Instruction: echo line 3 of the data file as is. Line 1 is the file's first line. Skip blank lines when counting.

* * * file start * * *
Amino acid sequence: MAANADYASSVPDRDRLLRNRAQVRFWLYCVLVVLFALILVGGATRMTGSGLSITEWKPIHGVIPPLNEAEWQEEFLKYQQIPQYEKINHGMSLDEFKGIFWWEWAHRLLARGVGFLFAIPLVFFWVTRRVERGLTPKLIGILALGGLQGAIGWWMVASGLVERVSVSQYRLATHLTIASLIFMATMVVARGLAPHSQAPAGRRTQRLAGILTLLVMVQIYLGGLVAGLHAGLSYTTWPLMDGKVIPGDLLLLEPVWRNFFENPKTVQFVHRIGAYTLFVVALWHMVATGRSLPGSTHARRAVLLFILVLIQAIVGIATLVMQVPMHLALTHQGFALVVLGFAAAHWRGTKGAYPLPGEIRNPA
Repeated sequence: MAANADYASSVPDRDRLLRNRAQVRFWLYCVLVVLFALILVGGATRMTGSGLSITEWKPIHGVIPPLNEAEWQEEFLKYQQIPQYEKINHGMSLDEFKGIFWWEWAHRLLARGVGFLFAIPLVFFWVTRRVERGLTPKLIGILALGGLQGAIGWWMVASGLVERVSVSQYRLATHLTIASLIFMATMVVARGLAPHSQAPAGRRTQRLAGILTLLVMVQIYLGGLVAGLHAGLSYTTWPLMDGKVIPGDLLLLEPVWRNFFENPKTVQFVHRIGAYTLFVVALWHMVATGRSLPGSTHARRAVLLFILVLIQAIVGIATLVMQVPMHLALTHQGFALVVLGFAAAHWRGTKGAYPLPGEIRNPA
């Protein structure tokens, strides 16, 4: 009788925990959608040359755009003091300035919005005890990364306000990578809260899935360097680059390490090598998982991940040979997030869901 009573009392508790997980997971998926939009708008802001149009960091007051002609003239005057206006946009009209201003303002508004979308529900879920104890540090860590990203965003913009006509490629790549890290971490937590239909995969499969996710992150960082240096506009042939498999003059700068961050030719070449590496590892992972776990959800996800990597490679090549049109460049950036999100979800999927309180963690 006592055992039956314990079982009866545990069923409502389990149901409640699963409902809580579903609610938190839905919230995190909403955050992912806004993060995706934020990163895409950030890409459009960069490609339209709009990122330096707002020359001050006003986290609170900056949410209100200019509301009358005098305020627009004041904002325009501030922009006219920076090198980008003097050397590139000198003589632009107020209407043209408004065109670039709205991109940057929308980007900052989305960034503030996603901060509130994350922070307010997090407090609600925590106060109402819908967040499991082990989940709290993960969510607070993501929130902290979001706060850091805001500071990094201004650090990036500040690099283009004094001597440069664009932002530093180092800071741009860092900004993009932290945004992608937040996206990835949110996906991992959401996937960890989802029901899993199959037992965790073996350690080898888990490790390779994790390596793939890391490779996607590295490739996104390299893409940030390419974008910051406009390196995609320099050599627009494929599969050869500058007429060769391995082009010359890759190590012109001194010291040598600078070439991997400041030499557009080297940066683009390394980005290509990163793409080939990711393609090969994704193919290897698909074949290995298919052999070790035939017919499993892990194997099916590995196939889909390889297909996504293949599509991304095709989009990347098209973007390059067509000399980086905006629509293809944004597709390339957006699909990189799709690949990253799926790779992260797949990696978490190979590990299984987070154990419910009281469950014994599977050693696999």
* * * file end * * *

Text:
């Protein structure tokens, strides 16, 4: 009788925990959608040359755009003091300035919005005890990364306000990578809260899935360097680059390490090598998982991940040979997030869901 009573009392508790997980997971998926939009708008802001149009960091007051002609003239005057206006946009009209201003303002508004979308529900879920104890540090860590990203965003913009006509490629790549890290971490937590239909995969499969996710992150960082240096506009042939498999003059700068961050030719070449590496590892992972776990959800996800990597490679090549049109460049950036999100979800999927309180963690 006592055992039956314990079982009866545990069923409502389990149901409640699963409902809580579903609610938190839905919230995190909403955050992912806004993060995706934020990163895409950030890409459009960069490609339209709009990122330096707002020359001050006003986290609170900056949410209100200019509301009358005098305020627009004041904002325009501030922009006219920076090198980008003097050397590139000198003589632009107020209407043209408004065109670039709205991109940057929308980007900052989305960034503030996603901060509130994350922070307010997090407090609600925590106060109402819908967040499991082990989940709290993960969510607070993501929130902290979001706060850091805001500071990094201004650090990036500040690099283009004094001597440069664009932002530093180092800071741009860092900004993009932290945004992608937040996206990835949110996906991992959401996937960890989802029901899993199959037992965790073996350690080898888990490790390779994790390596793939890391490779996607590295490739996104390299893409940030390419974008910051406009390196995609320099050599627009494929599969050869500058007429060769391995082009010359890759190590012109001194010291040598600078070439991997400041030499557009080297940066683009390394980005290509990163793409080939990711393609090969994704193919290897698909074949290995298919052999070790035939017919499993892990194997099916590995196939889909390889297909996504293949599509991304095709989009990347098209973007390059067509000399980086905006629509293809944004597709390339957006699909990189799709690949990253799926790779992260797949990696978490190979590990299984987070154990419910009281469950014994599977050693696999």